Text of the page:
Discussions are underway in Accra between development on how partners and the government to improve the quality of drinking water in Ghana.
Known as the ‘Partnership for Capacity Development in the Water and Sanitation Sector’, the new effort is geared towards developing a water safety plan for drinking water treatment plants.
It is also to give a significant impulse to the health situation in the country by improving the quality of drinking water.
The project is under the partnership of Vitens Evides International (VEI) and International Water Association (IWA) in collaboration with the European Union (EU) and African Caribbean and Pacific (ACP) Project.
Under it, a central water laboratory is to be constructed at Kpong in the Eastern Region at a cost of 1.5 million euros to serve Accra and Tema. It is to treat 40 million gallons of water.
The three-year partnership, will provide independent quality control within the drinking water organisations, improve competency and knowledge of officials, operators and laboratory personnel.
At the maiden meeting in Accra yesterday, Mr. Herve Delsol, a member of the EU Delegation in Ghana, said the implementation of the project should be realised as participation between Ghana and the EU and not a donor relationship.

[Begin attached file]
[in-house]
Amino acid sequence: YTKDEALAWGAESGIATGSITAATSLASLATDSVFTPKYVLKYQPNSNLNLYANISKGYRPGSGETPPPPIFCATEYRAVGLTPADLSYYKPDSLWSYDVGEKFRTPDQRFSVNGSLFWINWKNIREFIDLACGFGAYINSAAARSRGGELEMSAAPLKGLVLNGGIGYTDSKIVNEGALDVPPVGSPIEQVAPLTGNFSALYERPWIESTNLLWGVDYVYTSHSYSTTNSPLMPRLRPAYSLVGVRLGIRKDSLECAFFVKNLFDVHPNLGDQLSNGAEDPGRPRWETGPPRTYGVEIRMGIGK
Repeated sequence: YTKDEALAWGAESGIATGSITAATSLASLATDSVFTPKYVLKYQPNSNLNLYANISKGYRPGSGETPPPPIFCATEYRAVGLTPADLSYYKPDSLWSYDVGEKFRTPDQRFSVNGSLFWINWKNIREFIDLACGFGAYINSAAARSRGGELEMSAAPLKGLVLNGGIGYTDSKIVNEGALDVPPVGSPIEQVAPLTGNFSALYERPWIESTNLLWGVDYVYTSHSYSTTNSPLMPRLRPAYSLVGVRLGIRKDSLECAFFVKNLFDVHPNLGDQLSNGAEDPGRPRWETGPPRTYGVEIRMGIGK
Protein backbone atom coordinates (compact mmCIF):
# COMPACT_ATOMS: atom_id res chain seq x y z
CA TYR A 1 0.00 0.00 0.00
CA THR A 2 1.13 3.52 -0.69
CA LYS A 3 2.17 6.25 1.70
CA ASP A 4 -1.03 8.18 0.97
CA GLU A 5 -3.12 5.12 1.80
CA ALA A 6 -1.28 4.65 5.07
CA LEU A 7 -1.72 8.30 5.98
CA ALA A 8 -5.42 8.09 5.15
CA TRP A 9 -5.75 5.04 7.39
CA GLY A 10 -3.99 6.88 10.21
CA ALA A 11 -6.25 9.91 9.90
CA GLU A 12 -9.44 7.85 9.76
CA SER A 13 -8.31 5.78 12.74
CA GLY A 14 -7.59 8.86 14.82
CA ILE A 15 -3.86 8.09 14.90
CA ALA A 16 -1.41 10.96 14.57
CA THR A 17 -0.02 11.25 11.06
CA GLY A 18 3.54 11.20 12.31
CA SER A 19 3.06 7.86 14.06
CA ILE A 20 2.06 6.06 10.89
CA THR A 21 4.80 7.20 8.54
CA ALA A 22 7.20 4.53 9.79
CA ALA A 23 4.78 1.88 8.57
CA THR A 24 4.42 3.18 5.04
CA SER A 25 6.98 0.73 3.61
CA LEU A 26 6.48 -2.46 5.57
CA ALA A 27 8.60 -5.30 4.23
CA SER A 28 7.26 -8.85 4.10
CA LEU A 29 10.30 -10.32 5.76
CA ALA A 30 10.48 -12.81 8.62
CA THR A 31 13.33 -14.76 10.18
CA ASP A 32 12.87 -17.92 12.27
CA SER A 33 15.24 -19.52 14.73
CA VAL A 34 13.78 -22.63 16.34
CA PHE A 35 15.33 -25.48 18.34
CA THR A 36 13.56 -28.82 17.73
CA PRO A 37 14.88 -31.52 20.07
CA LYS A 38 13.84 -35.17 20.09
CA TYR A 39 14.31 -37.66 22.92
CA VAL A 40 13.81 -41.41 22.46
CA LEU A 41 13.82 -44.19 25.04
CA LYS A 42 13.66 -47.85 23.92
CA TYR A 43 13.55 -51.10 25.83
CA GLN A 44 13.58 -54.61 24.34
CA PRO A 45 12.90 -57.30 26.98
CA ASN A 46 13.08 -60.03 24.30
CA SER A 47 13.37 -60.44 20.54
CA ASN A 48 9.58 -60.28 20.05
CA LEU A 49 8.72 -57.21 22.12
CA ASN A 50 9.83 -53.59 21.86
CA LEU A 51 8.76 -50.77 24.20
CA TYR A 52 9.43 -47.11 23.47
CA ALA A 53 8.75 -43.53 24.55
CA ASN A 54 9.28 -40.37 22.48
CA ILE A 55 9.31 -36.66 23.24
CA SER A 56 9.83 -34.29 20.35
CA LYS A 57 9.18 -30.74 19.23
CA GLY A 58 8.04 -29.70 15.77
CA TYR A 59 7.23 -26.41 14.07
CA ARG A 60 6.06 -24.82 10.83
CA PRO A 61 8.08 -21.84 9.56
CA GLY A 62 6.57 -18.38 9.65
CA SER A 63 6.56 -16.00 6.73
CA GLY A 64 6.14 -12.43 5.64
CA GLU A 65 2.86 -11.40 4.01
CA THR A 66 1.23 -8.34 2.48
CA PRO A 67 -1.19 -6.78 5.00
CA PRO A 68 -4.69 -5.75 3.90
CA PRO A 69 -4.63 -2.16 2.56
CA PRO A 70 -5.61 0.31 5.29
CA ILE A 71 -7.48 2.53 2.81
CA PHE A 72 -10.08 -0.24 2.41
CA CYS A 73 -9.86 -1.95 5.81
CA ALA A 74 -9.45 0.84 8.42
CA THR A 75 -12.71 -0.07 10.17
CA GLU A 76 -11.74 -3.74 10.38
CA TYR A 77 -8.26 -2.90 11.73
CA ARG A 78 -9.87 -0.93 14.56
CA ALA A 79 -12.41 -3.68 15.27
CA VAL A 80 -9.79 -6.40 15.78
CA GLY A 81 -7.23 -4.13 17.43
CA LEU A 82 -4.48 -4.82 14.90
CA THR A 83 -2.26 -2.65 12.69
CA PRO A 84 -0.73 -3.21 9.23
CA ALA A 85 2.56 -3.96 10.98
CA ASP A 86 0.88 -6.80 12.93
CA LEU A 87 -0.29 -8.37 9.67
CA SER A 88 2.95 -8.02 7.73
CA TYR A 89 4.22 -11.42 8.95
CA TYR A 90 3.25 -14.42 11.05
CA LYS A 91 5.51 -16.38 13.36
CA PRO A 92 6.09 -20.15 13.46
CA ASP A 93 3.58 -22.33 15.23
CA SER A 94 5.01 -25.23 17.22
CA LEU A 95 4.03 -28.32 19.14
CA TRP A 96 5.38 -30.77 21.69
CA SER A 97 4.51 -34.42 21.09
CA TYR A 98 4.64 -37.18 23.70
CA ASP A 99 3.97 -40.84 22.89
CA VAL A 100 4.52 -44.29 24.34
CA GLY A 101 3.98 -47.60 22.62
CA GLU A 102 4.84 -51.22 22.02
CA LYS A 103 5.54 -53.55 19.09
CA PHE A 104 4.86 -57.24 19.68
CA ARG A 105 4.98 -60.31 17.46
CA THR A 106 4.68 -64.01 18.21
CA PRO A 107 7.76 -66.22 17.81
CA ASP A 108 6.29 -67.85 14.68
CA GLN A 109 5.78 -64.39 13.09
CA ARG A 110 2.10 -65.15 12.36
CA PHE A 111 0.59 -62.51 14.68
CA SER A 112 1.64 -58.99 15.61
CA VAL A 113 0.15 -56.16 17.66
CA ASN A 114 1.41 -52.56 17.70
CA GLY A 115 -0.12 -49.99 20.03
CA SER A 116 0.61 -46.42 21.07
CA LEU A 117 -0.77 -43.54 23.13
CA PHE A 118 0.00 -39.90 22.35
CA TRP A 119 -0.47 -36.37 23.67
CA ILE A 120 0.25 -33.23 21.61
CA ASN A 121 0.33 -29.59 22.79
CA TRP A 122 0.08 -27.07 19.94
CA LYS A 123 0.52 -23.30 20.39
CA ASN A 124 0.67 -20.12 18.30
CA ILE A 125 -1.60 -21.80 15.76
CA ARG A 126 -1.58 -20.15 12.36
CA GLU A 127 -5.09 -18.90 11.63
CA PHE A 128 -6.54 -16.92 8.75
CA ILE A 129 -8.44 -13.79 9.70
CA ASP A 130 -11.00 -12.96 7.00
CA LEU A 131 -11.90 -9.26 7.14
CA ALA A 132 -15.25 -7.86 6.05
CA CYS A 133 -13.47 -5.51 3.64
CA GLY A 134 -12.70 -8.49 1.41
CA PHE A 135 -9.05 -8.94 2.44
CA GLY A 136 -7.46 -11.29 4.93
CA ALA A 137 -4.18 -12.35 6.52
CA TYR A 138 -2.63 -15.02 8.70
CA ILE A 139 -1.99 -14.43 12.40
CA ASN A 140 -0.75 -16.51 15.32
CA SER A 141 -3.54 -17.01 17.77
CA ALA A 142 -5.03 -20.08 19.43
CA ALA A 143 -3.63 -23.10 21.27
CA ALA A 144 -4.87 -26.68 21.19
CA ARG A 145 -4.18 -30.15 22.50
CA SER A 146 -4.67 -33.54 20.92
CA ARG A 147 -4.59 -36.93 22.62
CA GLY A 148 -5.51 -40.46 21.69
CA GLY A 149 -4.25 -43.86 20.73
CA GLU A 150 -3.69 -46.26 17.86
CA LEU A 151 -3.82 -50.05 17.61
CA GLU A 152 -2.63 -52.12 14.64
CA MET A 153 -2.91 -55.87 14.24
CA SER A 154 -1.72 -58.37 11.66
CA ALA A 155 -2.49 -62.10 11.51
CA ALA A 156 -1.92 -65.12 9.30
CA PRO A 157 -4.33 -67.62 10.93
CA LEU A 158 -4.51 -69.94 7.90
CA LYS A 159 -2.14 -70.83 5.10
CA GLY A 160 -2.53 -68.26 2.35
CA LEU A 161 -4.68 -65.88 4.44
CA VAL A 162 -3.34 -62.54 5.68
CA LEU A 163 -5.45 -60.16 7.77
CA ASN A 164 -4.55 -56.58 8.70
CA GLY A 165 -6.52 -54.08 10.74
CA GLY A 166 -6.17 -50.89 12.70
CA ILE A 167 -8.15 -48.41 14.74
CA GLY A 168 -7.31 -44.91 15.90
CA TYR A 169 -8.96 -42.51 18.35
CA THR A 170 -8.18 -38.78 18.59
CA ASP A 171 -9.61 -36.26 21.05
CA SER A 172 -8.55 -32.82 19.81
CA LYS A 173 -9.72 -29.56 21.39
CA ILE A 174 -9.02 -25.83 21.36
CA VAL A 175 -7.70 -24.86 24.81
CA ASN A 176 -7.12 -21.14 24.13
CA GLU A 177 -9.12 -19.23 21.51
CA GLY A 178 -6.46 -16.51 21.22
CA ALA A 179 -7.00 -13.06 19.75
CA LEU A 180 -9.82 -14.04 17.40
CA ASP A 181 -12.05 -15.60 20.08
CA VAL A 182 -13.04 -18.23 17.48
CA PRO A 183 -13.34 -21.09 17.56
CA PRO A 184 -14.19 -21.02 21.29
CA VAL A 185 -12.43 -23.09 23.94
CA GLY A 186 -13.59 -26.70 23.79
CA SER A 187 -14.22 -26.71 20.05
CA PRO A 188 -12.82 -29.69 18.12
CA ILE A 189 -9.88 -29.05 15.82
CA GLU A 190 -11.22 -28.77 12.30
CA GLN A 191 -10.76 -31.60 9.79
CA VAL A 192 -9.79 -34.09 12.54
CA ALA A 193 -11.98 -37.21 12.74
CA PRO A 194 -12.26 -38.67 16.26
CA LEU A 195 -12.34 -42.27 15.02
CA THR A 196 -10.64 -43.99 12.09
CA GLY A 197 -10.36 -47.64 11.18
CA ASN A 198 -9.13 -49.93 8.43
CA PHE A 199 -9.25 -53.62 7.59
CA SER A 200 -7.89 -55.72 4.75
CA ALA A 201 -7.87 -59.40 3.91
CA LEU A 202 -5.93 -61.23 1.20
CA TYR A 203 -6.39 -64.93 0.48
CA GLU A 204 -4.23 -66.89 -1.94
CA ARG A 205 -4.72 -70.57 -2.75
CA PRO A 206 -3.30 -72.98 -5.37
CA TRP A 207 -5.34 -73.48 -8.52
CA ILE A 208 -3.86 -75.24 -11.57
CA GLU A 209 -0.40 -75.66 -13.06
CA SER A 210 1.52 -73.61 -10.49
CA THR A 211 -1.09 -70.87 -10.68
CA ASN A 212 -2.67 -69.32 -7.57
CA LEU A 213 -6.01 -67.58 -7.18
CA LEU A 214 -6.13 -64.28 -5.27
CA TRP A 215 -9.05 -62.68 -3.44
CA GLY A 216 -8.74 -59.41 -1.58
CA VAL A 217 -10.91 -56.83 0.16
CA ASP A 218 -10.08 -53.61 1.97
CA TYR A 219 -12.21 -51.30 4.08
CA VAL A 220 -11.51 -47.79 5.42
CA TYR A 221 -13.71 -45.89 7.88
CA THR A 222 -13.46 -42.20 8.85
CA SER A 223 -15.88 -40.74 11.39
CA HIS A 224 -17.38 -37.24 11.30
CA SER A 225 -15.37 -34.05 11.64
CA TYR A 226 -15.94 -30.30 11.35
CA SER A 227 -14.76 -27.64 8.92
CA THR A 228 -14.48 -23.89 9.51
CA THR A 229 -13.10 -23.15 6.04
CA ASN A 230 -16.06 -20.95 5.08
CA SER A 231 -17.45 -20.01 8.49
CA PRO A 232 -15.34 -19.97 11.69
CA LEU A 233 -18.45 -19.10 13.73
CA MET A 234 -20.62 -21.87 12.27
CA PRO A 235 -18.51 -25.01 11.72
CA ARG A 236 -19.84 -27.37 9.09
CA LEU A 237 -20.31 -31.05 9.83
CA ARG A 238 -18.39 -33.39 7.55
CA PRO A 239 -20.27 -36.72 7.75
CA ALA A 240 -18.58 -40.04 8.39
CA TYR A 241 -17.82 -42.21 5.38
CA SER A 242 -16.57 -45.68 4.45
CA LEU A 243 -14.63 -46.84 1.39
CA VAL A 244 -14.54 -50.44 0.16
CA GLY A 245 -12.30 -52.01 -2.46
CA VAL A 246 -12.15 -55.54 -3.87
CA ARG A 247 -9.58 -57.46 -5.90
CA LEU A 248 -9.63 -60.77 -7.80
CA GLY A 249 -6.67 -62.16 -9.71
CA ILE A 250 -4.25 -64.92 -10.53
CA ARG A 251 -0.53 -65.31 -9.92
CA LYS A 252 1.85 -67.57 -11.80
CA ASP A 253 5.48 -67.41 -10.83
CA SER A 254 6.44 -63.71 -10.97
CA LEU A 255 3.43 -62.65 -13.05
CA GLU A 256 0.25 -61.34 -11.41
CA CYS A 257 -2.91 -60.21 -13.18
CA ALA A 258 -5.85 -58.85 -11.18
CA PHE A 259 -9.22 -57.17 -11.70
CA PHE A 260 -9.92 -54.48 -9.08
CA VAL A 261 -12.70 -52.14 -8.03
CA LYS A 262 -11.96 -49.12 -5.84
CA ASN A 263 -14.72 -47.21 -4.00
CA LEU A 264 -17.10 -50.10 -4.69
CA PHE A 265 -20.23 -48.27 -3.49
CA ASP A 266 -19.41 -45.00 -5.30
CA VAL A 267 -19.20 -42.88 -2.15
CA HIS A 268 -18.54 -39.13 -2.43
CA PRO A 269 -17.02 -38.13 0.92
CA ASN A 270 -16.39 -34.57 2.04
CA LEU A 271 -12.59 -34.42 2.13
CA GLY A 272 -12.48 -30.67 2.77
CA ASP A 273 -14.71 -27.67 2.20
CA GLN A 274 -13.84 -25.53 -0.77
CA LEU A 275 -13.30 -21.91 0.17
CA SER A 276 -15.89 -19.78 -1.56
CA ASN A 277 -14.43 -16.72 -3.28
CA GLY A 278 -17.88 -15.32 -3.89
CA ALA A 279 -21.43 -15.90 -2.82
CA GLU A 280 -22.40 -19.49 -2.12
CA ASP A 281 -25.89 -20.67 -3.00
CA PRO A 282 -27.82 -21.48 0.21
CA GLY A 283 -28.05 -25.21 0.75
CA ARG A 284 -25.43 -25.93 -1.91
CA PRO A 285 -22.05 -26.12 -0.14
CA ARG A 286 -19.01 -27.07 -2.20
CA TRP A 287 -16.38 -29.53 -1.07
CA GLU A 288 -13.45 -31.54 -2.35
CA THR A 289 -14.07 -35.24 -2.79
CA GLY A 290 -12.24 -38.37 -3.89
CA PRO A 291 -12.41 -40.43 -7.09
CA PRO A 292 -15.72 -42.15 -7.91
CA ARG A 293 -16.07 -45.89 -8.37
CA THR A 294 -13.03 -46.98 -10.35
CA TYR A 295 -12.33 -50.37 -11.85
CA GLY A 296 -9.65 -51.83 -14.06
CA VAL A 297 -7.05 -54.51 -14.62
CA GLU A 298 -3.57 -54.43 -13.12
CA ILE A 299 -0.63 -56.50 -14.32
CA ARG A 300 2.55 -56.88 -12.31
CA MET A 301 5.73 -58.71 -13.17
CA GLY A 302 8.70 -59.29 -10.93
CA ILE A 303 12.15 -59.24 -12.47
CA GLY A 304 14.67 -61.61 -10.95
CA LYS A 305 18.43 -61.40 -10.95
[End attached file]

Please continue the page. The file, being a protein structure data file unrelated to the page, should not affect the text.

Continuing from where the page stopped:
He stated that the project was relevant because as it would build on experiences in the past within the existing organisational structures to allow for maximum impact and maximum chance for acceptable and sustainable impact.
Mr. K.G. Dovlo, Deputy Managing Director, Ghana Water Company Limited (GWCL), observed that “the partnership for capacity development was a precondition to ensure a significant improved professionalism in the water supply sector.
In that regard, he said it was vital to enhance the water quality assurance within the sector by monitoring the surveillance of improved availability of materials and equipment of central and regional laboratories.
Jonas Jabulo, Chief Manager, Quality Assurance, GWCL, conceded that with rapidly increasing number of people moving to urban areas, water provided by the company was not sufficient to meet growing demand, thus allowing people to use untreated water.
Evans Balaara, General Manager, Ghana Urban Water Limited, raised concerns about mining activities which had polluted water bodies and threatened to public health and called for a central treatment plant to restructure the urban water sector to improve availability of portable water.
Tom Williams, an official of IWA, hinted that the IWA intended to continue its relationship with the Ghanaian partners after the end of the project since water sector improvement took time and involvement.
Marco Schouten, an official of VEI, said VEI would ensure that the water quality assurance procedures were structurally embedded in the sector to maintain mandatory results as a permanent asset to the beneficiary partners.